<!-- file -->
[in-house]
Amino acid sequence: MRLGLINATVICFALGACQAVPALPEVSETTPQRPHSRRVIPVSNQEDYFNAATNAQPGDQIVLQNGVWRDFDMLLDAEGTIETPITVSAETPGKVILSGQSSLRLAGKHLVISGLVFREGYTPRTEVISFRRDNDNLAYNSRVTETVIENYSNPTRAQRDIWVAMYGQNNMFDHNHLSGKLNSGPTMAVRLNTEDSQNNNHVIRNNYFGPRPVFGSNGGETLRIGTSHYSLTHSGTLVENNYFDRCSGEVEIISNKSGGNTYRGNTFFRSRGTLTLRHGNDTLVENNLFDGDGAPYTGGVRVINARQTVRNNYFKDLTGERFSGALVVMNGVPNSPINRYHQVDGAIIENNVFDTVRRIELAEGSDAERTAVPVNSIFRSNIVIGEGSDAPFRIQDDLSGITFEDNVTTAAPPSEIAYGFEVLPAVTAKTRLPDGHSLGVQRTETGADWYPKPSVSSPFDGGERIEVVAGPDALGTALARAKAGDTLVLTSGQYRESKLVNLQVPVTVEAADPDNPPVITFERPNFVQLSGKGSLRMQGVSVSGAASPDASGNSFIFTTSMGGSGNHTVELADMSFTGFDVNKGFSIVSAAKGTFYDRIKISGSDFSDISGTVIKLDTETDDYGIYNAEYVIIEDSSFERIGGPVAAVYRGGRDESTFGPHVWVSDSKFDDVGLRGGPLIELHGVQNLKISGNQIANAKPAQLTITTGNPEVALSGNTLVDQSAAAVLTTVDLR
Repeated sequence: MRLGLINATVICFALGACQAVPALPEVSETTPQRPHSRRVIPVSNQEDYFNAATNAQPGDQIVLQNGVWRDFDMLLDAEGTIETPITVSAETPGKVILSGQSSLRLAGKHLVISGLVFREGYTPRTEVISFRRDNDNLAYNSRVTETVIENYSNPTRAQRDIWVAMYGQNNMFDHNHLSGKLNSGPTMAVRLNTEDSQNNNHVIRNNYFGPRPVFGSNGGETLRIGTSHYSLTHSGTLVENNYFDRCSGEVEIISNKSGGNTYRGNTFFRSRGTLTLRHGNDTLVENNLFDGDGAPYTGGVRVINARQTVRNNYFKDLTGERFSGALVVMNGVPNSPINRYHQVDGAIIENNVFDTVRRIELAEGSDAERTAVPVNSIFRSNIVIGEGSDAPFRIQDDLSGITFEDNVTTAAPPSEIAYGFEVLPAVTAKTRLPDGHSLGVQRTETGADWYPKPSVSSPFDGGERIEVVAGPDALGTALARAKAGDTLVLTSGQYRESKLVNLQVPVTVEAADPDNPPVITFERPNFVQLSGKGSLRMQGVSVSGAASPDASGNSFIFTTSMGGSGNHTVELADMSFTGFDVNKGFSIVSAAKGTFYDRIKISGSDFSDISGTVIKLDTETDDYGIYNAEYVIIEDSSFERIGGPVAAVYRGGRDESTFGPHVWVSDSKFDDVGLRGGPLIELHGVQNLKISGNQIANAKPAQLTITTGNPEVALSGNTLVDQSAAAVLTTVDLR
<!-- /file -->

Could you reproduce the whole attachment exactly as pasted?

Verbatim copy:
[in-house]
Amino acid sequence: MRLGLINATVICFALGACQAVPALPEVSETTPQRPHSRRVIPVSNQEDYFNAATNAQPGDQIVLQNGVWRDFDMLLDAEGTIETPITVSAETPGKVILSGQSSLRLAGKHLVISGLVFREGYTPRTEVISFRRDNDNLAYNSRVTETVIENYSNPTRAQRDIWVAMYGQNNMFDHNHLSGKLNSGPTMAVRLNTEDSQNNNHVIRNNYFGPRPVFGSNGGETLRIGTSHYSLTHSGTLVENNYFDRCSGEVEIISNKSGGNTYRGNTFFRSRGTLTLRHGNDTLVENNLFDGDGAPYTGGVRVINARQTVRNNYFKDLTGERFSGALVVMNGVPNSPINRYHQVDGAIIENNVFDTVRRIELAEGSDAERTAVPVNSIFRSNIVIGEGSDAPFRIQDDLSGITFEDNVTTAAPPSEIAYGFEVLPAVTAKTRLPDGHSLGVQRTETGADWYPKPSVSSPFDGGERIEVVAGPDALGTALARAKAGDTLVLTSGQYRESKLVNLQVPVTVEAADPDNPPVITFERPNFVQLSGKGSLRMQGVSVSGAASPDASGNSFIFTTSMGGSGNHTVELADMSFTGFDVNKGFSIVSAAKGTFYDRIKISGSDFSDISGTVIKLDTETDDYGIYNAEYVIIEDSSFERIGGPVAAVYRGGRDESTFGPHVWVSDSKFDDVGLRGGPLIELHGVQNLKISGNQIANAKPAQLTITTGNPEVALSGNTLVDQSAAAVLTTVDLR
Repeated sequence: MRLGLINATVICFALGACQAVPALPEVSETTPQRPHSRRVIPVSNQEDYFNAATNAQPGDQIVLQNGVWRDFDMLLDAEGTIETPITVSAETPGKVILSGQSSLRLAGKHLVISGLVFREGYTPRTEVISFRRDNDNLAYNSRVTETVIENYSNPTRAQRDIWVAMYGQNNMFDHNHLSGKLNSGPTMAVRLNTEDSQNNNHVIRNNYFGPRPVFGSNGGETLRIGTSHYSLTHSGTLVENNYFDRCSGEVEIISNKSGGNTYRGNTFFRSRGTLTLRHGNDTLVENNLFDGDGAPYTGGVRVINARQTVRNNYFKDLTGERFSGALVVMNGVPNSPINRYHQVDGAIIENNVFDTVRRIELAEGSDAERTAVPVNSIFRSNIVIGEGSDAPFRIQDDLSGITFEDNVTTAAPPSEIAYGFEVLPAVTAKTRLPDGHSLGVQRTETGADWYPKPSVSSPFDGGERIEVVAGPDALGTALARAKAGDTLVLTSGQYRESKLVNLQVPVTVEAADPDNPPVITFERPNFVQLSGKGSLRMQGVSVSGAASPDASGNSFIFTTSMGGSGNHTVELADMSFTGFDVNKGFSIVSAAKGTFYDRIKISGSDFSDISGTVIKLDTETDDYGIYNAEYVIIEDSSFERIGGPVAAVYRGGRDESTFGPHVWVSDSKFDDVGLRGGPLIELHGVQNLKISGNQIANAKPAQLTITTGNPEVALSGNTLVDQSAAAVLTTVDLR